“What must I do to inherit eternal life?”

Remember the story of a young Jewish scholar who approaches Jesus and asks him, “What must I do to inherit eternal life?” (Matt. 19:16, au. trans). This young man goes out of his way to explain to Jesus that he has been faithful to the commandments and has been materially blessed by God. Surely, his faithfulness and blessing are a sign that he is on the right path toward eternal life.

Jesus looks at this eager and oblivious young man with pity and says, “My son, there is still one thing that you are lacking. Sell everything you have and give it to those in poverty – then you will inherit eternal life.” I love what the next verse says about the young man’s response to Jesus, primarily because it’s so authentically human: “Weh the young man heard this, he went away sad, because he had great wealth” (Matt. 19:22 NIV). This young man is saddened by Jesus’ request to give up everything he had for those who had not – and would this not be our response as well? I mean, why haven’t you sold everything and given it away? If you claim to be a follower of Jesus, this command seems straightforward and clear. Yet here both you and I sit, with savings accounts, abundant possessions, and a voice in our heads seeking to justify our disobedience.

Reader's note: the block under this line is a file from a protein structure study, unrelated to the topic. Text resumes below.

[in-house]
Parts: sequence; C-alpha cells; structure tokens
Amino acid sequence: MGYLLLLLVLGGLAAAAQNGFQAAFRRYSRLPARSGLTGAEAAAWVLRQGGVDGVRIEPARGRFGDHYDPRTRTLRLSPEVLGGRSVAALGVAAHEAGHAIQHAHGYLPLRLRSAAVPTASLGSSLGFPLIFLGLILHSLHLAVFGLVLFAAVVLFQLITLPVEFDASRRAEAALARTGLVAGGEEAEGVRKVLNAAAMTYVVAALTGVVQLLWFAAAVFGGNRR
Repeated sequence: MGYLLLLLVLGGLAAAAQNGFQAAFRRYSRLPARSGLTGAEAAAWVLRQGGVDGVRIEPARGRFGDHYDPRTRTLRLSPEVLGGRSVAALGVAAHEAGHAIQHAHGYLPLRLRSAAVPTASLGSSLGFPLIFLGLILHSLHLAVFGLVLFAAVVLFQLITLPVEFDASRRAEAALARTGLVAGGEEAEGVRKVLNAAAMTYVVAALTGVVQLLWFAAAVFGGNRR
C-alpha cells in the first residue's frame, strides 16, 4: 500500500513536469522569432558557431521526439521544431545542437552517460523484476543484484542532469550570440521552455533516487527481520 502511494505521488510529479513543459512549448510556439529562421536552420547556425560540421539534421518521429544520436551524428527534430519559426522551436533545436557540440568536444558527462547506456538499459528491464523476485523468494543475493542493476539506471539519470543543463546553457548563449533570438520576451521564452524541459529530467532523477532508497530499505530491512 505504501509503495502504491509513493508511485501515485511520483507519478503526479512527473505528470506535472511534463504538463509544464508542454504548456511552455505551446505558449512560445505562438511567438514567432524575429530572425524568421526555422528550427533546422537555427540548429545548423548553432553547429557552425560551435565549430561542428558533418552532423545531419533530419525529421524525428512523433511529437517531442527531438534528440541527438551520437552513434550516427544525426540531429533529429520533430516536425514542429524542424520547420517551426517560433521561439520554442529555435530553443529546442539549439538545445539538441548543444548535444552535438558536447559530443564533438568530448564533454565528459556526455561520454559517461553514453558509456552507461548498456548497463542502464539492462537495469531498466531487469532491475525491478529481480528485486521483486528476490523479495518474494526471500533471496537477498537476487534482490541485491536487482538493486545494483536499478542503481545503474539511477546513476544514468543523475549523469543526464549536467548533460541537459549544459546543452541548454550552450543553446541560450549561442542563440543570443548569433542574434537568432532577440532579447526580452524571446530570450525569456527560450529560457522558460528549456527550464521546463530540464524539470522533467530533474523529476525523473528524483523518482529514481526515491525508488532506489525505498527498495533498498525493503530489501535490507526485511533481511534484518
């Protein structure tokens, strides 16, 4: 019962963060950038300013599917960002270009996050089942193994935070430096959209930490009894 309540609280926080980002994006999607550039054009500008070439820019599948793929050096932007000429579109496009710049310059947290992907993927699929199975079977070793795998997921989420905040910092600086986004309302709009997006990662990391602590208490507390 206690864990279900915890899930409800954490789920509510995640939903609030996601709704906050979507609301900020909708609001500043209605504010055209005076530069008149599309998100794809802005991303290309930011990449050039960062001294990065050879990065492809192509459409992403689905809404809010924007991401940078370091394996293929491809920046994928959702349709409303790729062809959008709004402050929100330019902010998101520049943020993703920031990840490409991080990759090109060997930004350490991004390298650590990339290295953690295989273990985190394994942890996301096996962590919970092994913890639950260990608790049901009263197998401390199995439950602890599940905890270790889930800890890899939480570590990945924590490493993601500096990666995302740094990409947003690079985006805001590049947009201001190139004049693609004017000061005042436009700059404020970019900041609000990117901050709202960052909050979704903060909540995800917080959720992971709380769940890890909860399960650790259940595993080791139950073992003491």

Jesus’ response to the young man was not calling him to live an ascetic life – no, instead, it was calling him to embrace the path of death, with full faith that if he lives a life of generosity, he too will be provided for. After all, Jesus taught, “Give, and it will be given to you” (Luke 6:38a). I don’t believe that this is some sort of magical or even supernatural equation – instead, it’s a simple fact that when we are recklessly generous with our blessings, we will often attract “blessing” into our own lives. It may not feel fair to be required to give what we have earned or inherited to others, but equality usually doesn’t feel fair to those who are on top. When the mountains are lowered and the valleys are exalted, those on the mountaintop often feel as if they’re losing out – because they are. They are losing some privileged access. They are losing some decision-making power. They are losing a surplus of resources.

From “Filled to Be Emptied: The Path to Liberation for Privileged People” by Brandan Robertson – Westminster John Knox Press